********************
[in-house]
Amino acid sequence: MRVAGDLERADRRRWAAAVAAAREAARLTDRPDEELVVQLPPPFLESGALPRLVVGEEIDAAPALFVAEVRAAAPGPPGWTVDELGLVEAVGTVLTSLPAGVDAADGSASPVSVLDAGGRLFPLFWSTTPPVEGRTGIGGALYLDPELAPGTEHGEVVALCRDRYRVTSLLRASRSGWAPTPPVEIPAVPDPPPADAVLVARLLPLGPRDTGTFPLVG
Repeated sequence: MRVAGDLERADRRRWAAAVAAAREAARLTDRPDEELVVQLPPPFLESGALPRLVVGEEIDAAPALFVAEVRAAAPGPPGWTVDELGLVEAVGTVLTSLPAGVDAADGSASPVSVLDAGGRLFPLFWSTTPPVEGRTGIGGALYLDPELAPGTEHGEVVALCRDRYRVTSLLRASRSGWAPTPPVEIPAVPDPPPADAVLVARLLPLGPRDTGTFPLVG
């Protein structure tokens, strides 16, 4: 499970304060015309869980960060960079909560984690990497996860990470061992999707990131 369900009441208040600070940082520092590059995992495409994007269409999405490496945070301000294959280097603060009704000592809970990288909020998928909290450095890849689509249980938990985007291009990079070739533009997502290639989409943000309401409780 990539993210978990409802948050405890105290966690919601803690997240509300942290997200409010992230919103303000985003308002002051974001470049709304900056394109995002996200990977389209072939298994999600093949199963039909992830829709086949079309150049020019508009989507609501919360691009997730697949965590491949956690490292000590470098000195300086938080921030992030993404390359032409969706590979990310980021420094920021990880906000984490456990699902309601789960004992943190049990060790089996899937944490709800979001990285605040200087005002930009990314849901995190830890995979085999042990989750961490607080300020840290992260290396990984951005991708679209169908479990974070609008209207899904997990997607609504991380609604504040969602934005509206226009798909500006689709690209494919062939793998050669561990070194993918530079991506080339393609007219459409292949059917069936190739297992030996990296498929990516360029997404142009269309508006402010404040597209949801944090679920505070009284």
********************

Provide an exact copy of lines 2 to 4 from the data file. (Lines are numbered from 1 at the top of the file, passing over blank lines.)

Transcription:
Amino acid sequence: MRVAGDLERADRRRWAAAVAAAREAARLTDRPDEELVVQLPPPFLESGALPRLVVGEEIDAAPALFVAEVRAAAPGPPGWTVDELGLVEAVGTVLTSLPAGVDAADGSASPVSVLDAGGRLFPLFWSTTPPVEGRTGIGGALYLDPELAPGTEHGEVVALCRDRYRVTSLLRASRSGWAPTPPVEIPAVPDPPPADAVLVARLLPLGPRDTGTFPLVG
Repeated sequence: MRVAGDLERADRRRWAAAVAAAREAARLTDRPDEELVVQLPPPFLESGALPRLVVGEEIDAAPALFVAEVRAAAPGPPGWTVDELGLVEAVGTVLTSLPAGVDAADGSASPVSVLDAGGRLFPLFWSTTPPVEGRTGIGGALYLDPELAPGTEHGEVVALCRDRYRVTSLLRASRSGWAPTPPVEIPAVPDPPPADAVLVARLLPLGPRDTGTFPLVG
């Protein structure tokens, strides 16, 4: 499970304060015309869980960060960079909560984690990497996860990470061992999707990131 369900009441208040600070940082520092590059995992495409994007269409999405490496945070301000294959280097603060009704000592809970990288909020998928909290450095890849689509249980938990985007291009990079070739533009997502290639989409943000309401409780 990539993210978990409802948050405890105290966690919601803690997240509300942290997200409010992230919103303000985003308002002051974001470049709304900056394109995002996200990977389209072939298994999600093949199963039909992830829709086949079309150049020019508009989507609501919360691009997730697949965590491949956690490292000590470098000195300086938080921030992030993404390359032409969706590979990310980021420094920021990880906000984490456990699902309601789960004992943190049990060790089996899937944490709800979001990285605040200087005002930009990314849901995190830890995979085999042990989750961490607080300020840290992260290396990984951005991708679209169908479990974070609008209207899904997990997607609504991380609604504040969602934005509206226009798909500006689709690209494919062939793998050669561990070194993918530079991506080339393609007219459409292949059917069936190739297992030996990296498929990516360029997404142009269309508006402010404040597209949801944090679920505070009284």